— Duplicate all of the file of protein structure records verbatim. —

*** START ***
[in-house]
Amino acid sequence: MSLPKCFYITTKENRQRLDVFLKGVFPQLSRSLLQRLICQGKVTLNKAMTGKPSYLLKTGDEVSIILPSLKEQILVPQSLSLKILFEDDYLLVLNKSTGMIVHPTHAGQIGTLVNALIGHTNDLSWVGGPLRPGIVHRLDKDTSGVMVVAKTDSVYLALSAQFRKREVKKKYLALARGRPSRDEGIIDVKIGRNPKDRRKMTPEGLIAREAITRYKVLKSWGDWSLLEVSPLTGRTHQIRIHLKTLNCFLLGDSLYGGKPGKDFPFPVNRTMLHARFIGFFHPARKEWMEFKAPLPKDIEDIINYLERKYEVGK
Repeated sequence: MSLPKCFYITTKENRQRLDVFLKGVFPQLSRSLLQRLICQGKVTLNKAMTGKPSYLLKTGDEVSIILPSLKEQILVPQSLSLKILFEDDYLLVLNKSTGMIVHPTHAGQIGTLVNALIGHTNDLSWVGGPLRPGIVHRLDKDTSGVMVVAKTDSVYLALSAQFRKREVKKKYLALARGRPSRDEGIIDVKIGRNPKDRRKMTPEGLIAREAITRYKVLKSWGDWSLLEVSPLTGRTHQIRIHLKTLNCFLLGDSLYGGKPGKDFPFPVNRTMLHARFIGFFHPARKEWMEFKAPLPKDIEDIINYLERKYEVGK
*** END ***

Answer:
[in-house]
Amino acid sequence: MSLPKCFYITTKENRQRLDVFLKGVFPQLSRSLLQRLICQGKVTLNKAMTGKPSYLLKTGDEVSIILPSLKEQILVPQSLSLKILFEDDYLLVLNKSTGMIVHPTHAGQIGTLVNALIGHTNDLSWVGGPLRPGIVHRLDKDTSGVMVVAKTDSVYLALSAQFRKREVKKKYLALARGRPSRDEGIIDVKIGRNPKDRRKMTPEGLIAREAITRYKVLKSWGDWSLLEVSPLTGRTHQIRIHLKTLNCFLLGDSLYGGKPGKDFPFPVNRTMLHARFIGFFHPARKEWMEFKAPLPKDIEDIINYLERKYEVGK
Repeated sequence: MSLPKCFYITTKENRQRLDVFLKGVFPQLSRSLLQRLICQGKVTLNKAMTGKPSYLLKTGDEVSIILPSLKEQILVPQSLSLKILFEDDYLLVLNKSTGMIVHPTHAGQIGTLVNALIGHTNDLSWVGGPLRPGIVHRLDKDTSGVMVVAKTDSVYLALSAQFRKREVKKKYLALARGRPSRDEGIIDVKIGRNPKDRRKMTPEGLIAREAITRYKVLKSWGDWSLLEVSPLTGRTHQIRIHLKTLNCFLLGDSLYGGKPGKDFPFPVNRTMLHARFIGFFHPARKEWMEFKAPLPKDIEDIINYLERKYEVGK